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Home :: Archive :: 2011 :: September ::
John Florio

 

The Shakespeare Conference: SHK 22.0215  Monday, 5 September 2011

 

From:         Cuneo Anne < This e-mail address is being protected from spambots. You need JavaScript enabled to view it >

Date:          September 3, 2011 2:15:54 AM EDT

Subject:     John Florio

 

Dear SHAKSPERians,

 

I discovered SHAKSPER in 2006 and asked to be accepted because I was writing John Florio's  «autobiography». I have written several historical novels which play in Elizabethan England, and my method has always been the same. Everything is researched to the hilt, or let us say to the best of my abilities  (I have a degree in History). And then, around a very real skeleton, I reconstruct a living body with its feelings and its everyday life – a novel, in other words. 

The book is now finished. It has been on the market since yesterday.

 

As a historian, I have come to three conclusion which differ from the run of the mill of Florio's criticism:

 

a) I do not think Florio died in extreme poverty isolated in Fulham. Fulham was not as isolated as it may seem, even if the roads were sometimes difficult; there still was the river, and I have been told by several experts that it is rather seldom that one could (can) not reach Fulham by river. And even though, to obtain his pension – his due – Florio complains about his poverty, the tax return expected of him, based on his earnings, shows that he had enough to live, albeit on a considerably reduced scale. Most probably, he worked as assiduously in Fulham as he had all his life in London before he became Italian reader to the Queen (I explain this in great detail at the end of my novel);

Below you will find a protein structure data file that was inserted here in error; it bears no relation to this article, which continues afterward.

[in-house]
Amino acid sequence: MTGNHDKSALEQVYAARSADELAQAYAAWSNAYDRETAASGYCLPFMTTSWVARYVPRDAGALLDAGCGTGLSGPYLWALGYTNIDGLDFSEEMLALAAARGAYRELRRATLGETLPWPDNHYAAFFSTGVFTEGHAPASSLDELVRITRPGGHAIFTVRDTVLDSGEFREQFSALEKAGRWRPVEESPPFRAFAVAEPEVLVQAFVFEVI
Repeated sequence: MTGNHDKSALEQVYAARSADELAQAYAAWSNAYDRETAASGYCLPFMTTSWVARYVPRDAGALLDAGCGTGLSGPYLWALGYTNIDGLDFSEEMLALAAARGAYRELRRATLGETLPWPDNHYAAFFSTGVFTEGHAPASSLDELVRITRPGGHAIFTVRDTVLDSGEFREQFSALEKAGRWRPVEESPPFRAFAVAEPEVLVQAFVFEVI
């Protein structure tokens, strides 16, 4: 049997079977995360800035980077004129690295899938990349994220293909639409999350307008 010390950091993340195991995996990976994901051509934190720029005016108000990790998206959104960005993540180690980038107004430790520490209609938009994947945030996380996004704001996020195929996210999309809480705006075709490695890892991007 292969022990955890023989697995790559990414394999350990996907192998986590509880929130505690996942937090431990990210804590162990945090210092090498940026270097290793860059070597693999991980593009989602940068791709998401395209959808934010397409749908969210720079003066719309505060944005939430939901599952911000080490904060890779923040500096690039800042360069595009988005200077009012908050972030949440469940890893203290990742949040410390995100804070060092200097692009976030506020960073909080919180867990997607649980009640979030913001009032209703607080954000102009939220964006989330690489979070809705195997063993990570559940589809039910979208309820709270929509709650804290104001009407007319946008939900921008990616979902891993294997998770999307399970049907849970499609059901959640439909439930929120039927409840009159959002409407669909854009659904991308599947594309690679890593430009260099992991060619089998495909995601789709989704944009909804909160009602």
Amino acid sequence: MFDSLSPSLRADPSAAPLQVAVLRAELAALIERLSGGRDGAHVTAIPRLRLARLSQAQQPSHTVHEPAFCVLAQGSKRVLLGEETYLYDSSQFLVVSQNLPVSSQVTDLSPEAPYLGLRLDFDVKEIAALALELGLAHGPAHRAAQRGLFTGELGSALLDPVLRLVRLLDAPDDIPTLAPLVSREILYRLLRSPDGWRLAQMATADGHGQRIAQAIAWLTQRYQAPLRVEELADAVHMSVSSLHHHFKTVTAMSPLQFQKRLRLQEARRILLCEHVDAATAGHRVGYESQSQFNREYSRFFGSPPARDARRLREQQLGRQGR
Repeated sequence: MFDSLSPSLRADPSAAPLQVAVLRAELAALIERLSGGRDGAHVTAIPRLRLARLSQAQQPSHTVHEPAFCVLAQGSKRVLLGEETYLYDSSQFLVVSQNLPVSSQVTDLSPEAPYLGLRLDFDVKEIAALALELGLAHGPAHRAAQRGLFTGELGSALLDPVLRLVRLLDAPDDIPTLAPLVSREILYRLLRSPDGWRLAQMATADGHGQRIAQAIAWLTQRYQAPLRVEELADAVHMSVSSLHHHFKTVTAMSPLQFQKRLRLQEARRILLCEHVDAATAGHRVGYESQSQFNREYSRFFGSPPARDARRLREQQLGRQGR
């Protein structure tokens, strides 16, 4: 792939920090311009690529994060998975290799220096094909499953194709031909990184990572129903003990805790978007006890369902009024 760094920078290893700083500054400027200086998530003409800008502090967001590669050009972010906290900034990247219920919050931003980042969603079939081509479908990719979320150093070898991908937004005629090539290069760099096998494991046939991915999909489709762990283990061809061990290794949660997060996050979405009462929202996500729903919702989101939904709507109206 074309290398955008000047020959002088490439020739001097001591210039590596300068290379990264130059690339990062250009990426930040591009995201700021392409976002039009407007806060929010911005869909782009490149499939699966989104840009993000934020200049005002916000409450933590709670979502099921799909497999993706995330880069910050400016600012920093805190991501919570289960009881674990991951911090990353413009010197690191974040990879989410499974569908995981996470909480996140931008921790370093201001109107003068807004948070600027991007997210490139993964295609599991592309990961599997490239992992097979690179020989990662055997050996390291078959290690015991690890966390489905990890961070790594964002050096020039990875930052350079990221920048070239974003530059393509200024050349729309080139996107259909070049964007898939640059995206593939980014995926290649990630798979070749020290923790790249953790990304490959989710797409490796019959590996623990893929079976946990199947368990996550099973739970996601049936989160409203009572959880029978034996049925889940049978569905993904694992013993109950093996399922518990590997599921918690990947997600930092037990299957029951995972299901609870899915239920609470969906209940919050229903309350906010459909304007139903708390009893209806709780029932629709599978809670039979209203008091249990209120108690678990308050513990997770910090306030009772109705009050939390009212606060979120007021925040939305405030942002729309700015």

b) I think Frances Yates and a few others misunderstood at least in part Florio's character: most of the critics who studied him were English, and have been looking at Florio, so to speak, through the prism of their Englishness. One example only: think of Frances Yates' book title: “John Florio. The life of an Italian in Shakespeare's England”. Compare this with how Florio refers to himself: “An Englishman Italiane”, or even “Italus ore, Anglus pectore” (speaking Italian, English at heart)”. 

 

We are told again and again of his «bad character» and not so often of his generosity, and readiness to help. Florio had inherited some Italian attitudes which always shock people outside Italy. The utter lack of patience when someone does not understand immediately something which seems obvious. The feeling one's honour is attacked because one's failings have been criticised publicly (in is good taste in Italy to go and see the person privately first – and if the criticised person does not accept the private discussion, then one goes public). The sheer vivacity of reactions. The loud protesting. The grandiose rhetoric. All this is a superficial stance, and cannot be taken as a basis to judge individual character: it is an inherited attitude, common to many people . . . in Italy. It irritates people outside Italy today still (I have seen the English as well as the Swiss react to them).

 

c) The literary relationship between Florio and Shakespeare might have been underestimated.

 

In the course of my research, I have also realized that Florio was not the Puritan which particularly Frances Yates makes him, based on First Fruits, which he wrote when he was 25. By the time he was ten years older, he had already changed his tune. But Arundell del Re (who published a fantastic edition of First Fruits) and Michael Wyatt have pointed that out before me.

 

It has been tremendous fun writing the book, and maybe it would interest French-speaking and/or -reading SHAKSPERians to read it. It can be ordered at www.campiche.ch. Its title, filched from Florio, is “Un monde de mots”.

 

Last but not least, I should like to thank with all my heart Hardy and you all. You have always answered to my cries for help, and even when I needed nothing, reading SHAKSPER has enriched my experience.

 

This is the third book of what I call my Elizabethan trilogy (Francis Tregian and “Le trajet d'une rivière”, Emilia Bassano and “Objets de splendeur”, and now John Florio). It is my intention to abandon the Elizabethan world, my next novel will play in Zurich in 1940. I shall nevertheless, if I may, continue to read SHAKSPER, so this is no adieu. Just an au revoir.

 

Anne Cuneo

 

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